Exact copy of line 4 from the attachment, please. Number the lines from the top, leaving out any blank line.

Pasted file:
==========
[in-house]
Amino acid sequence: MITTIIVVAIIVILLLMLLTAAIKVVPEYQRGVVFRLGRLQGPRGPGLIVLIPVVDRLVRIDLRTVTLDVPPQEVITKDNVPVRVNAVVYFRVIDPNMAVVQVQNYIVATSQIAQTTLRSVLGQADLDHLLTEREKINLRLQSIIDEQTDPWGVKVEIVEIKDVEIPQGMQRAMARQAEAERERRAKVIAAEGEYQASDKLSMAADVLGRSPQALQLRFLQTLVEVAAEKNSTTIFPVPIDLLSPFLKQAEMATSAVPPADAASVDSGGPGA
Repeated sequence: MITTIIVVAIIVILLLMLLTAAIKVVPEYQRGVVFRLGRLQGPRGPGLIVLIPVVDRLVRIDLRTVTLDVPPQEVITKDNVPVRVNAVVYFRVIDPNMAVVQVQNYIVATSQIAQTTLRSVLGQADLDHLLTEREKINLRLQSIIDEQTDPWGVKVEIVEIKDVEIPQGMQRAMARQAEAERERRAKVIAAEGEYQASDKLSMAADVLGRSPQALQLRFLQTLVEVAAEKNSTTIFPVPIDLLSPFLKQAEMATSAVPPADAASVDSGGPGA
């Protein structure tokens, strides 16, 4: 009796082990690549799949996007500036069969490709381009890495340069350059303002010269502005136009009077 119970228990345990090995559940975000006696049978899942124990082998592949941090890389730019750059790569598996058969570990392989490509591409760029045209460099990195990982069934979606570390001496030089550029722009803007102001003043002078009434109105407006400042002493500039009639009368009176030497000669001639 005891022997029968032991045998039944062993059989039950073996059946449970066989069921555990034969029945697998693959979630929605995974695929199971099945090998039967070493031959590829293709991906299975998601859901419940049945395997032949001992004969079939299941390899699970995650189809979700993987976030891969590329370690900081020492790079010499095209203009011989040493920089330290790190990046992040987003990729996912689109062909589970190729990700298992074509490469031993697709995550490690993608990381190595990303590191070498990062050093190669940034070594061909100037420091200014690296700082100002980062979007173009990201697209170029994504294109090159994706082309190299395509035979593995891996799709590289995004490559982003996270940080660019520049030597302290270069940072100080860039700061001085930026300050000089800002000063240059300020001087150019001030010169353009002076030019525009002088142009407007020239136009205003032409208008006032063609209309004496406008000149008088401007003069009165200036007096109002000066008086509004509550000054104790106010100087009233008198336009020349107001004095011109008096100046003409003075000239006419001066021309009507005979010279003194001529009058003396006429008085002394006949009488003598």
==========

């Protein structure tokens, strides 16, 4: 009796082990690549799949996007500036069969490709381009890495340069350059303002010269502005136009009077 119970228990345990090995559940975000006696049978899942124990082998592949941090890389730019750059790569598996058969570990392989490509591409760029045209460099990195990982069934979606570390001496030089550029722009803007102001003043002078009434109105407006400042002493500039009639009368009176030497000669001639 005891022997029968032991045998039944062993059989039950073996059946449970066989069921555990034969029945697998693959979630929605995974695929199971099945090998039967070493031959590829293709991906299975998601859901419940049945395997032949001992004969079939299941390899699970995650189809979700993987976030891969590329370690900081020492790079010499095209203009011989040493920089330290790190990046992040987003990729996912689109062909589970190729990700298992074509490469031993697709995550490690993608990381190595990303590191070498990062050093190669940034070594061909100037420091200014690296700082100002980062979007173009990201697209170029994504294109090159994706082309190299395509035979593995891996799709590289995004490559982003996270940080660019520049030597302290270069940072100080860039700061001085930026300050000089800002000063240059300020001087150019001030010169353009002076030019525009002088142009407007020239136009205003032409208008006032063609209309004496406008000149008088401007003069009165200036007096109002000066008086509004509550000054104790106010100087009233008198336009020349107001004095011109008096100046003409003075000239006419001066021309009507005979010279003194001529009058003396006429008085002394006949009488003598």